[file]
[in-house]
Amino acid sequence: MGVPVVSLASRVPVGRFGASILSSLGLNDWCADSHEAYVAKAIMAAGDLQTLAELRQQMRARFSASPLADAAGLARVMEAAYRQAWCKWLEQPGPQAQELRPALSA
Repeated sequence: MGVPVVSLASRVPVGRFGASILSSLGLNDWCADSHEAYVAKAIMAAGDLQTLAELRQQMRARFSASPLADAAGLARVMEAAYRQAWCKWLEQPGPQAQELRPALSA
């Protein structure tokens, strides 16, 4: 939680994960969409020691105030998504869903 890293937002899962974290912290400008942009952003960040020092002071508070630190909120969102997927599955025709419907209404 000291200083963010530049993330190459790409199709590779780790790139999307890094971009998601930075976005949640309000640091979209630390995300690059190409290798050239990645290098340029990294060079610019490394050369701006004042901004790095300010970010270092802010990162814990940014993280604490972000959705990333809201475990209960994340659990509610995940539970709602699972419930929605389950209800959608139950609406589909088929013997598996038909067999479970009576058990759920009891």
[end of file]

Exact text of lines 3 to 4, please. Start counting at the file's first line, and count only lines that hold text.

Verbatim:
Repeated sequence: MGVPVVSLASRVPVGRFGASILSSLGLNDWCADSHEAYVAKAIMAAGDLQTLAELRQQMRARFSASPLADAAGLARVMEAAYRQAWCKWLEQPGPQAQELRPALSA
């Protein structure tokens, strides 16, 4: 939680994960969409020691105030998504869903 890293937002899962974290912290400008942009952003960040020092002071508070630190909120969102997927599955025709419907209404 000291200083963010530049993330190459790409199709590779780790790139999307890094971009998601930075976005949640309000640091979209630390995300690059190409290798050239990645290098340029990294060079610019490394050369701006004042901004790095300010970010270092802010990162814990940014993280604490972000959705990333809201475990209960994340659990509610995940539970709602699972419930929605389950209800959608139950609406589909088929013997598996038909067999479970009576058990759920009891």